There are a lot of people who love sipping on a whisky cocktail instead of chugging on a tall Long Island Iced Tea, and the Old Fashioned is just the right fit for them. The best part about the Old Fashioned is that it does not require any elaborate contraptions or bar tools. You can fix yourself a glass of goodness within a matter of minutes!

Don’t have the largest whisky collection known to mankind? No reason to worry. Find cocktails too complicated to make? Relax! Don’t want to end up washing a dish load of spoons and glasses later? We have got you covered. Bonus fun fact – The Old Fashioned cocktail is the reason the Lowball tumbler glass was named ‘the Old Fashioned glass.’

Want to try out the Old Fashioned? You can find the easiest recipe here.

Mint Julep

One cannot possibly imagine the best summer whisky cocktail without two ingredients – Lime & Mint! Of course you don’t need us to be Captain Obvious and say ‘ICE’ do you?

The Mint Julep is an immensely popular drink in places with a hot weather. In fact, Mint Julep is the official cocktail at the Kentucky Derby, and the unofficial Bourbon capital of the world gets quite hot during the summer.

Now we know it could be difficult to have the choicest of base spirits for your cocktails during a lockdown. Some great whisky, sugar syrup, mint leaves and lots of ice are all you need for a refreshing summer drink. Being a responsible citizen does not mean you cannot enjoy a whisky cocktail. You have earned the right!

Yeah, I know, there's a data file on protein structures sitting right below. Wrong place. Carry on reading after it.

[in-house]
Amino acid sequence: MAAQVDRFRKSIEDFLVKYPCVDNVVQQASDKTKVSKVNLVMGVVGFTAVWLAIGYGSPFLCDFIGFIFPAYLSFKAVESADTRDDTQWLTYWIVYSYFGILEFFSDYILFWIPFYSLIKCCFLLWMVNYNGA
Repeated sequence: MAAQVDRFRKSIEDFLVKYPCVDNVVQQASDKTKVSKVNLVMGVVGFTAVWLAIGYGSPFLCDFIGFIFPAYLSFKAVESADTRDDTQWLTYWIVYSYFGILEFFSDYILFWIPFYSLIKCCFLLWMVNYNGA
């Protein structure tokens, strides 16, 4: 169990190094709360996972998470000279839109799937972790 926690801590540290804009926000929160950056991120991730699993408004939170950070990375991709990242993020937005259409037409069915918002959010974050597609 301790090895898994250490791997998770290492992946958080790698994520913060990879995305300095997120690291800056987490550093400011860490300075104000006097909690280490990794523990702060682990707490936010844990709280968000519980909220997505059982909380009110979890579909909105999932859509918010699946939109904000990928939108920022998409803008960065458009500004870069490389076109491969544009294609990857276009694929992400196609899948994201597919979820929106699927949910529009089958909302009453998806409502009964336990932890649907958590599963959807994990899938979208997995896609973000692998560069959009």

Get the best summer whisky cocktail recipe here.

Irish Coffee Flip

Now if our whisky lovers with a sweet tooth were under the impression that we would forget them, they were terribly misinformed. The Whiskypedia always believes in saving the best for last and what better than the Irish Coffee Flip. All the goodness you could possibly imagine, combined into a chilled glass of sinful indulgence.

The Irish sure love their whisky, and if you are Irish at heart *wink wink*, you know what we are talking about. Of course the presence of whiskey isn’t the only thing to love about this cocktail, since it also has two universally beloved ingredients – coffee and whipped cream!

The Irish Coffee Flip has a lot going for it. The fact that it needs only four ingredients and can be prepared in less than five minutes are our favourite things about it. Oh and the fact that there is whiskey in there. Actually our most favourite thing about the Irish Coffee Flip is that it has whiskey in it.

Want to enjoy the delightful Irish Coffee Flip on a perpetually long indoor vacation? Click here.

Take it easy and enjoy these instant whisky cocktails with your loved ones. Stay indoors and stay safe.

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Cherish ‘Em Right: Friendship Day

Can you imagine a world without your friends? Have you ever taken the time to let them know how important they are to your life? Well, there’s a special day to do just that, and this time round you can make sure the occasion leaves some special memories. Whether you’ve known them all your life or you’ve just been acquainted, there’s a whisky for each conversation and occasion so what better way to celebrate your friends than with a dram of whisky?

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Directions:

  1. Combine butter, chicken stock, milk, and then whisk in flour to thicken as needed.
  2. Add onion, celery, carrots, potatoes, salt, pepper, and cayenne pepper in a crock pot / slow cooker and cook on high for 2 hours.
  3. Remove Fish, Shrimp, and Mussels from the freezer and place in another pan to thaw.
  4. Chop fish into 1-inch chunks (size as desired) and place into the slow cooker on low for 30 minutes or until fully cooked.
  5. Add shrimp and mussels and continue cooking until they are fully warm on low.

Like any recipe, if you don't want to include alcohol, please feel free to eliminate the Irish Whiskey. It will change the flavor slightly but still be delicious!


Watch the video: ΙnsideFood - Η Ιστορία του Whiskey S11E01